nep-neu New Economics Papers
on Neuroeconomics
Issue of 2007‒01‒23
two papers chosen by
Daniela Raeva
Saint' Anna School of Advanced Studies

  1. Charles Darwin meets Amoeba economicus: Why Natural Selection Cannot Explain Rationality. By E. Khalil
  2. Rationality of Belief Or: Why Savage's axioms are neither necessary nor sufficient for rationality, Second Version By Itzhak Gilboa; Andrew Postlewaite; David Schmeidler

  1. By: E. Khalil
    Abstract: Advocates of natural selection usually regard rationality as redundant, i.e., as a mere linguistic device to describe natural selection. But this “Redundancy Thesis” faces the anomaly that rationality differs from natural selection. One solution is to conceive rationality as a trait selected by the neo-Darwinian mechanism of natural selection as . But this “Rationality-qua-Trait Thesis” faces a problem as well: Following neo-Darwinism, one cannot classify one allele of, e.g., eyesight as better than another without reference to constraints—while one can classify rationality as better than irrationality irrespective of constraints. Therefore, natural selection cannot be a trait. This leads us to the only solution: Rationality is actually a method that cannot be reduced to a trait. This “Rationality-qua-Method Thesis” lays the ground for alternative, developmental views of evolution.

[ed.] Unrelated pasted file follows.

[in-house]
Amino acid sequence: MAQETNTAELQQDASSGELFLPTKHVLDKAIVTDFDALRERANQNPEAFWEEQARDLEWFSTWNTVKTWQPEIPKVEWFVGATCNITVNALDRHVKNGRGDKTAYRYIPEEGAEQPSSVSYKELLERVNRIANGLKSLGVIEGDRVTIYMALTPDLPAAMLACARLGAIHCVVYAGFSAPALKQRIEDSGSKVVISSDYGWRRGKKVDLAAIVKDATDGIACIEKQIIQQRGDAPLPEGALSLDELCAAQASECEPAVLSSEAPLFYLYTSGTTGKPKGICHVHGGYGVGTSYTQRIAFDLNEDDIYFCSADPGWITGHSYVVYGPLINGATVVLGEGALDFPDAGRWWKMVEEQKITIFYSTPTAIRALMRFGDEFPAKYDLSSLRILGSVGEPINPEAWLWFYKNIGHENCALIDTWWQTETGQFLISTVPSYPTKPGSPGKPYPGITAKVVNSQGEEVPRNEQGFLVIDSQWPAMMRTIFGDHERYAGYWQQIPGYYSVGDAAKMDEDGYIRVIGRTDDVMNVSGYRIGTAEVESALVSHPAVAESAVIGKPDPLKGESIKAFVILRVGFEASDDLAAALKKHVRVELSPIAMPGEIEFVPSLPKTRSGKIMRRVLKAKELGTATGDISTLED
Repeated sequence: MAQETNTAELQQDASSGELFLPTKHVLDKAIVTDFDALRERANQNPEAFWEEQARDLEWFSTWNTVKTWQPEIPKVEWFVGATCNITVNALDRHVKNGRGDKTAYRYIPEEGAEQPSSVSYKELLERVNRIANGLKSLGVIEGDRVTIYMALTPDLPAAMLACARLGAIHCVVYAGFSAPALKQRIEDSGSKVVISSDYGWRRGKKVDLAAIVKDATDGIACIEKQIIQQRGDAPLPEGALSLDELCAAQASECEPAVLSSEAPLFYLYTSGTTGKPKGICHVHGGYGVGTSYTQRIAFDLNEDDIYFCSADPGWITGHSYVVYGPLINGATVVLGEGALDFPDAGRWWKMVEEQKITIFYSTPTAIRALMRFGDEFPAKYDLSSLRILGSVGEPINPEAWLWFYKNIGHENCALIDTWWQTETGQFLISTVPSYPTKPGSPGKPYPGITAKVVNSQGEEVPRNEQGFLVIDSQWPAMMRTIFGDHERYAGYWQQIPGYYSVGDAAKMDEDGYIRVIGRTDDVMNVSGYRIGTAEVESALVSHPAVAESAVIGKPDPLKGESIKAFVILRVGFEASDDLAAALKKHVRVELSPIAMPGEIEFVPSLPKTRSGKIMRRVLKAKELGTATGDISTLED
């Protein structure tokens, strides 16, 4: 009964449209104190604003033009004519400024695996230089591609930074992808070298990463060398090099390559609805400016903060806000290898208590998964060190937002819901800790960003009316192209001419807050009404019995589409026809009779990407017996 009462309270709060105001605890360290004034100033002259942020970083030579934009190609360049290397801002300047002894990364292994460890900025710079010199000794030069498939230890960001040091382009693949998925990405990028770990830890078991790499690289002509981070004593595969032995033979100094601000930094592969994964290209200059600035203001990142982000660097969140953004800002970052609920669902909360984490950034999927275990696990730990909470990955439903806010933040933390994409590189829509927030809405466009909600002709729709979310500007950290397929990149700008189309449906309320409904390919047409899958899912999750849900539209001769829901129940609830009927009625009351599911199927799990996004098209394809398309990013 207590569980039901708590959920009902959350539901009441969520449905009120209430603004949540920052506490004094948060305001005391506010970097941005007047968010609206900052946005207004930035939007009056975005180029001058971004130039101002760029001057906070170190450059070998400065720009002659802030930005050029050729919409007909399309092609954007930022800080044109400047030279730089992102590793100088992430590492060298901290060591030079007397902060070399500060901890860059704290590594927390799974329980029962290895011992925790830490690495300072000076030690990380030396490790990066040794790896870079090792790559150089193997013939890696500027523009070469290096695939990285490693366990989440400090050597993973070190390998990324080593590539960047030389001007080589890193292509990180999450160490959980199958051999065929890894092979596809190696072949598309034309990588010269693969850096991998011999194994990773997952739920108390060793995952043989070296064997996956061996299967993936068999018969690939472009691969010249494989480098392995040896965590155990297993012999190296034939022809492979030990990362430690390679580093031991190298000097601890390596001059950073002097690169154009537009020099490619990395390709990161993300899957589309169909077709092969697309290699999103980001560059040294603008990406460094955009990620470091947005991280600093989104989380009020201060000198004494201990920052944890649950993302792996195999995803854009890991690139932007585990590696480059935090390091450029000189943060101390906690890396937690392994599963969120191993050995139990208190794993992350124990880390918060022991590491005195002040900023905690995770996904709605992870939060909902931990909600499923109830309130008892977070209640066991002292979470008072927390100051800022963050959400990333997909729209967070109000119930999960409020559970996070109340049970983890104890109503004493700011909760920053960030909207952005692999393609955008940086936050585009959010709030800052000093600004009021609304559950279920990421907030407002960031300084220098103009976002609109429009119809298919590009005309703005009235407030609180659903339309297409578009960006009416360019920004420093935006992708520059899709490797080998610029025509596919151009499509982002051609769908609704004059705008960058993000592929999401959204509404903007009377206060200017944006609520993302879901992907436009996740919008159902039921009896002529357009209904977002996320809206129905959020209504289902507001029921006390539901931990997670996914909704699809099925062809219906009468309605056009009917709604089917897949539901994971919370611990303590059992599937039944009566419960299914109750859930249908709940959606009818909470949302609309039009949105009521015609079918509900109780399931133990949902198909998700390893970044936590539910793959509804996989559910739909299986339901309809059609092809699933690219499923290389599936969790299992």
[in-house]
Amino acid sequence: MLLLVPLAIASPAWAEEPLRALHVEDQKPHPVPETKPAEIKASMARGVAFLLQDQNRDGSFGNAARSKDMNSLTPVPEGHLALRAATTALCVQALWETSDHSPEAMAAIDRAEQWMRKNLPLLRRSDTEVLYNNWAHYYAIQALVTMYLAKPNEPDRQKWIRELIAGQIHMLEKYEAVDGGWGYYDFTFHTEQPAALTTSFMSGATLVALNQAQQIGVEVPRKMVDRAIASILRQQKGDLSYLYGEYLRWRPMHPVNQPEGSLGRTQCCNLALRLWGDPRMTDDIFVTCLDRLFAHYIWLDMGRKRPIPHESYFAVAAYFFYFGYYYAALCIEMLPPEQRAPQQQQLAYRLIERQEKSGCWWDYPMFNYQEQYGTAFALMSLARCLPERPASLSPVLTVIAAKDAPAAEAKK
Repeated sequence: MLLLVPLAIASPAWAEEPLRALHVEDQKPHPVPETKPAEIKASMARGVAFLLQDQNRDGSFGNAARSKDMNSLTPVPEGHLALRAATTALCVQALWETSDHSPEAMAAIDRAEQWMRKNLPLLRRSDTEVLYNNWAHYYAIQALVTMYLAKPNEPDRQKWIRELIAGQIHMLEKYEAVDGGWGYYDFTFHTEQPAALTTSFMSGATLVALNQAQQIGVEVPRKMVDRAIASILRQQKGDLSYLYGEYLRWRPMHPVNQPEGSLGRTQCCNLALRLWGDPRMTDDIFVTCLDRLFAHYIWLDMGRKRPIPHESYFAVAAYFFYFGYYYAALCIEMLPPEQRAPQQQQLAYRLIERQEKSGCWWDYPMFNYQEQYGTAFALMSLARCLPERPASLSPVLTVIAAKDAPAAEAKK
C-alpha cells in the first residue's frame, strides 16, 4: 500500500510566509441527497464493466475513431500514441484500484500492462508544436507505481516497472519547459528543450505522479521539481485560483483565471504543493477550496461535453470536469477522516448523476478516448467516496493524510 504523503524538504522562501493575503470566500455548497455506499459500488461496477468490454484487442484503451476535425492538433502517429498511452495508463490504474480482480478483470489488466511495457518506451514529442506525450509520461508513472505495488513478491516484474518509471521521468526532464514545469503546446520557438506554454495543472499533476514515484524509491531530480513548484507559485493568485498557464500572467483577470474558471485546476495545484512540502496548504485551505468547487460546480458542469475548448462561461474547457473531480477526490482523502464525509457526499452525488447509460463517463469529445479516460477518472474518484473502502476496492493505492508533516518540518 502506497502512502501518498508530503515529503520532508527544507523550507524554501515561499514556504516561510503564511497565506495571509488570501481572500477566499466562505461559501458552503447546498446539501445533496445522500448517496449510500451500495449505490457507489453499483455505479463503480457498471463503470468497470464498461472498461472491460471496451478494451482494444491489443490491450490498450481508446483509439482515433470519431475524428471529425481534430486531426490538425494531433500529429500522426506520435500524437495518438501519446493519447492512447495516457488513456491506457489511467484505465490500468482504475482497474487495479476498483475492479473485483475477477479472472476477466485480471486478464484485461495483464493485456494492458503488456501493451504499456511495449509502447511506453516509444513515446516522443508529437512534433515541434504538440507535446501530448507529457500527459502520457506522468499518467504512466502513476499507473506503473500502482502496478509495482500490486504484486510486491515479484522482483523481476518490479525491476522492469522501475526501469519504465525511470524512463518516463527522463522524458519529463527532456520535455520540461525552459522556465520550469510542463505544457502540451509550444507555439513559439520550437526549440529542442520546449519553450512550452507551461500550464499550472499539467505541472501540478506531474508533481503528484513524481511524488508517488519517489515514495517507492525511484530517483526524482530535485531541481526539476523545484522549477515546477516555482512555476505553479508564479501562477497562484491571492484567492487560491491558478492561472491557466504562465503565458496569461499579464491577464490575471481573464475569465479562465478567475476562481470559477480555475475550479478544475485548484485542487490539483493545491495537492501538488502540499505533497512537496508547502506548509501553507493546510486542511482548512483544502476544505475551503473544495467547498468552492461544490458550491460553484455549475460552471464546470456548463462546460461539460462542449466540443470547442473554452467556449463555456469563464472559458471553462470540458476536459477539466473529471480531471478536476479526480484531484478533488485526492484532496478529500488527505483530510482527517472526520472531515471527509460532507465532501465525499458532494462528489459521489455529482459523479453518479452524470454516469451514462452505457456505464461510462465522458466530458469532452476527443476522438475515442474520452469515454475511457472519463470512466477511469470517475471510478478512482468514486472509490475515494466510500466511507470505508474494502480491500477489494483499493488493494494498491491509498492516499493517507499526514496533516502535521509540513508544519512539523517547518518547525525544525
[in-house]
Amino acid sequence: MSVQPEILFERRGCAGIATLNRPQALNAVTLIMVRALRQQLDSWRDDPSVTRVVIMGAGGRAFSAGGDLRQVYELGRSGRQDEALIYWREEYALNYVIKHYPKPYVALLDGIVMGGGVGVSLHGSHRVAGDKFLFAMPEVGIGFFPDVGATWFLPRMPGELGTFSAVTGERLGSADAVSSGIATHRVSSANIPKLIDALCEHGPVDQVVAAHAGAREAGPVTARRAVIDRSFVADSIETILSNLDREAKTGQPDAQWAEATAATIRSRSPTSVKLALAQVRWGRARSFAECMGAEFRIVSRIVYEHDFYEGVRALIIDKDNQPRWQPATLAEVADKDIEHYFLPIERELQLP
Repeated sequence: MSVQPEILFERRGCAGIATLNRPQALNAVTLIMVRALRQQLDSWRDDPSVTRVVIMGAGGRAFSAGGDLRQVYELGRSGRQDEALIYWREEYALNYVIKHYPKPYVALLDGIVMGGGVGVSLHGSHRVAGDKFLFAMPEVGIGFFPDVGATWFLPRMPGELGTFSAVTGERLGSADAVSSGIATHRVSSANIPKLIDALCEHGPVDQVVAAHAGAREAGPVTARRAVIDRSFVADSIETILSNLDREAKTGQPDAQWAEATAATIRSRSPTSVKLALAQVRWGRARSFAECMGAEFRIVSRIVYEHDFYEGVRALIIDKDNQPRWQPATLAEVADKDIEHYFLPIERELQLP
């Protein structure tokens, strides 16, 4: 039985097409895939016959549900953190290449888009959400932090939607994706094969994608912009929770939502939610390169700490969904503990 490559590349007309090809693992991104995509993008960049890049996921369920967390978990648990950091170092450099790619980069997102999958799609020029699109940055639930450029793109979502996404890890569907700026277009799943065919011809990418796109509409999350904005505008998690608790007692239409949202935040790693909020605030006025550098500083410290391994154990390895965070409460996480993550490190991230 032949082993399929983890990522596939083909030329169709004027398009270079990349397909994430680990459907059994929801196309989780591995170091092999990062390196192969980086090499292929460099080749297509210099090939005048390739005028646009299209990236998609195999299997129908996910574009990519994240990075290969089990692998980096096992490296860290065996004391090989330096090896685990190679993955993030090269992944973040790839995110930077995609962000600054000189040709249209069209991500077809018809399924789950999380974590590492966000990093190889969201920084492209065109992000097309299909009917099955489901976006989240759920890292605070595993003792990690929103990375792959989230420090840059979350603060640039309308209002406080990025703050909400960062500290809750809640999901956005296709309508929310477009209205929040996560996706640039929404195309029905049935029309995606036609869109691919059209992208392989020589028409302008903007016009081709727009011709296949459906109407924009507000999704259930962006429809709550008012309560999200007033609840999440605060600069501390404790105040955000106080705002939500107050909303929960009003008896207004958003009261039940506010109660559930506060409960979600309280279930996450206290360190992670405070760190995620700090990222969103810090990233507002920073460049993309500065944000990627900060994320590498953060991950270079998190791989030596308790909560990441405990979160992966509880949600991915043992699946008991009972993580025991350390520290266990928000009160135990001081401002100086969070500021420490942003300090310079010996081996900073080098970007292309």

Keywords: Redundancy Thesis, rationality anomaly, Rationality-qua-Trait Thesis, incoherence problem, Rationality-qua-Method Length 31 pages
    JEL: D0
    Date: 2007–01
  2. By: Itzhak Gilboa (Tel-Aviv University, HEC, and Cowles Foundation, Yale University); Andrew Postlewaite (University of Pennsylvania); David Schmeidler (Tel-Aviv University and Ohio State University)
    Abstract: Economic theory reduces the concept of rationality to internal consistency. The practice of economics, however, distinguishes between rational and irrational beliefs. There is therefore an interest in a theory of rational beliefs, and of the process by which beliefs are generated and justified. We argue that the Bayesian approach is unsatisfactory for this purpose, for several reasons. First, the Bayesian approach begins with a prior, and models only a very limited form of learning, namely, Bayesian updating. Thus, it is inherently incapable of describing the formation of prior beliefs. Second, there are many situations in which there is not sufficient information for an individual to generate a Bayesian prior. It follows that the Bayesian approach is neither sufficient not necessary for the rationality of beliefs.
    Keywords: Decision making, Bayesian, Behavioral Economics
    JEL: B4 D8
    Date: 2004–03–01

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